Dr. Megha Bajaj (PhD) and Dr. Ben Scott (PhD) will lead the innovative GIFS engineering biology platform. (Photos: Submitted)
Dr. Megha Bajaj (PhD) and Dr. Ben Scott (PhD) will lead the innovative GIFS engineering biology platform. (Photos: Submitted)

Global Institute for Food Security at USask attracts top talent for engineering biology technology platform

In an increasingly competitive market for biomanufacturing talent, the Global Institute for Food Security (GIFS) at the University of Saskatchewan (USask) has attracted top science and business professionals to lead its expanding engineering biology technology platform.

GIFS is pleased to announce two new members who will lead the innovative engineering biology platform: Dr. Megha Bajaj (PhD) will lead the platform’s business unit; and Dr. Ben Scott (PhD) will build the science team and develop the platform’s technological capabilities.

Bajaj joins GIFS as the engineering biology business lead. She recently worked at Innovate Calgary, the technology transfer office and business incubator of the University of Calgary. She holds a PhD in cell and molecular biology from the University of Alberta and brings extensive experience building intellectual property strategy and the commercialization of new technologies.

“I look forward to contributing to the growth of this one-of-a-kind technology platform, and helping our clients rapidly scale the discovery, development and delivery of more nutritious and sustainable crops and food products,” said Bajaj.

Scott comes to GIFS from the Concordia University Genome Foundry and is founder and president of SynBio Canada, a national not-for-profit working to promote synthetic biology training and research. He joins GIFS as the engineering biology platform lead and will be responsible for growing and developing the exclusively agriculture and agri-food focused engineering biology capacity at the institute.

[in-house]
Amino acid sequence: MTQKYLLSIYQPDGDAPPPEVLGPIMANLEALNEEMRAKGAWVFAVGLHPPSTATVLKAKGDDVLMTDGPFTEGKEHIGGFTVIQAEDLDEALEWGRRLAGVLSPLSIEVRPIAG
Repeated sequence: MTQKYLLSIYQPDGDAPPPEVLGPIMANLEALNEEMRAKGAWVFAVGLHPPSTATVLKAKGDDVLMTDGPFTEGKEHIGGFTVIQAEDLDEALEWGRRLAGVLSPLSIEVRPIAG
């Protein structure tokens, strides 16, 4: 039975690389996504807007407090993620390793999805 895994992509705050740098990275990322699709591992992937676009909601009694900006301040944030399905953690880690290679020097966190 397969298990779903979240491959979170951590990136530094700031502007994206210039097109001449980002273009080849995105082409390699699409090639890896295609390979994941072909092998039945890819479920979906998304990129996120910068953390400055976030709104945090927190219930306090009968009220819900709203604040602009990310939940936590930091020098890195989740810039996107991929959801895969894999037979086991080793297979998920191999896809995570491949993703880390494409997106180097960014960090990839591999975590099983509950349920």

“GIFS has a growing reputation for delivering world-class research services, such as data management and analysis, gene sequencing, and plant resilience. I look forward to helping expand GIFS technology and talents to grow Canada’s engineering biology capabilities,” said Scott.

Engineering biology combines automation, biology and computational tools to significantly accelerate the design, build, test, and learn cycle to decrease the amount of time it takes to discover and develop innovations using biological applications. This distinctive blend of technologies is helping fuel the estimated $4 trillion global biomanufacturing industry, which, alongside a wide variety of health, materials, consumer goods, and energy related improvements, has the potential to aid the production of crop health products, help make plants more nutritious and resilient to biotic and abiotic stress, provide new ways of processing and preserving food, and create entirely new foods.

The agri-food and agriculture-focused platform at GIFS is part of Canada’s growing biomanufacturing capacity, which has attracted talent from around the world and significant government and industry investment. The combination of these technologies and the institute’s agri-food and agriculture focus is one-of-a-kind in Canada, and means GIFS is well-placed to play a critical role in the country’s ability to continue to lead the world in sustainable agriculture and global food security.

“We are thrilled to have these two talented leaders join GIFS,” said Dr. Steven Webb (PhD), chief executive officer at GIFS. “Our engineering biology platform makes Saskatchewan the focal point in Canada for this type of agri-food and agriculture innovation, growing the province’s profile as the hub for delivering biomanufacturing services to support the agri-food and biotechnology sectors. The experience and talent Megha and Ben bring to GIFS will help develop this capability.”